Here is the population distribution of the last name Bruin: Netherlands 5,807; South Africa 3,525; United States 850; England 317; Canada 220; Australia 173; France 171; Brazil 127; New Zealand 125; Belgium 52
Jan Bruin was born September in 1969 in Hollum, Ameland. He is a retired Dutch football player. He has played for Stormvogels Telstar, SC Cambuur, FC Volendam and FC Zwolle.
Bruin Coat of Arms Meaning
The three main devices (symbols) in the Bruin blazon are the eagle, lion passant and escallop. The three main tinctures (colors) are azure, guttee de sang and sable .
The bright, strong blue color in Heraldry is known in English as azure, and similarly in other European languages – azul in Spanish, azurro in Italian and azur in French. The word has its roots in the Arabic word lazura, also the source of the name of the precious stone lapis lazuli . Despite this, those heralds who liked to associate colours with jewels chose instead to describe blue as Sapphire. According to Wade, the use of this colour symbolises “Loyalty and Truth” .
The gutte or goutte is an elongated tear-drop shape with wavy sides and usually appears in large number spread evenly across the field. Some frequently do they occur that special names have arisen for the various colours, guttee de sang being gules (or red) for its obvious resemblence to split blood.
Sable, the deep black so often found in Heraldry is believed to named from an animal of the marten family know in the middle ages as a Sabellinœ and noted for its very black fur . In engravings, when colors cannot be shown it is represented as closely spaced horizontal and vertical lines, and appropriately is thus the darkest form of hatching, as this method is known . Although it may seem a sombre tone, and does indeed sometimes denote grief, it is more commonly said to represent Constancy .
Where the lion is undisputed king of the animals, the eagle undoubtedly plays the same role in the realm of the birds, its use in this form dating back to at least the Roman period . They tend to be illustrated in quite some detail, especially in continental European arms, and have almost as wide variety of postures and accessories as the lion, well illustrated in the reference as well as being just the eagle’s head or eagle’s leg. The symbology of the eagle is deep and complex, Wade devotes several pages to the subject , but suffice it say that it has long been associated with Empire and those held in high honour – any armiger would be pleased to have any form of Eagle upon their arms!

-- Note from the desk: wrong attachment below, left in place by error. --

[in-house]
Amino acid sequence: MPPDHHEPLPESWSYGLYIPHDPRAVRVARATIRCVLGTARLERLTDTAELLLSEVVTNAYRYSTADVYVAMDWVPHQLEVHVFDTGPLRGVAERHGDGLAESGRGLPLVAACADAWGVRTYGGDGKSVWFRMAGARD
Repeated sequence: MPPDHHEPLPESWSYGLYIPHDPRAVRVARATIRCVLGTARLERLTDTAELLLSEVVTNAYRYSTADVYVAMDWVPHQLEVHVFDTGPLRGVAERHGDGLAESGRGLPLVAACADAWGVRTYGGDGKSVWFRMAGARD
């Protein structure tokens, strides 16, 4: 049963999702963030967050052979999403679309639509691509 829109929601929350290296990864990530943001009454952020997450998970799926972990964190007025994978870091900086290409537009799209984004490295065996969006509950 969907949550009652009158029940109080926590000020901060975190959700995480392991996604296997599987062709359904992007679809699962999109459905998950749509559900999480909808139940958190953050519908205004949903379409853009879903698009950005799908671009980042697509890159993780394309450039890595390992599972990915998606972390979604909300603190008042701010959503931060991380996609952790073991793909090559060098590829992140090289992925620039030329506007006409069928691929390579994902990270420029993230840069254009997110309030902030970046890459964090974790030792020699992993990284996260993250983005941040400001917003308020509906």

There can be no animal more clearly associated with Heraldry than the lion, majestic King of the Beasts. Originally it appeared only in one pose, erect, on one paw, with the others raised but such was the popularity of this figure, and the need to distinguish arms from each other, that it soon came to be shown in an enormous range of forms . The lion passant is an example of these modified form, showing the creature on all fours, as if walking proudly. In common with all reprensentations of the lion it can be taken to be an “emblem of deathless courage”.
The escallopoccurs often in arms, represented as the outside of the shell, sometimes “fluted” of a different colour . It has been part of heraldic tradition almost from the beginning of the art, Henry III of England awarded Gules, 3 escallopes argent to Herbert de CHAMBERLEYNE in the 13th century, and it is present in the heraldry of almost all countries . It is believed that they were adopted as badges of those going to the Holy Land and can be found in the arms of many a crusading family. Hence Wade’s suggested association of the scallop with those that “complete long journeys to far countries” .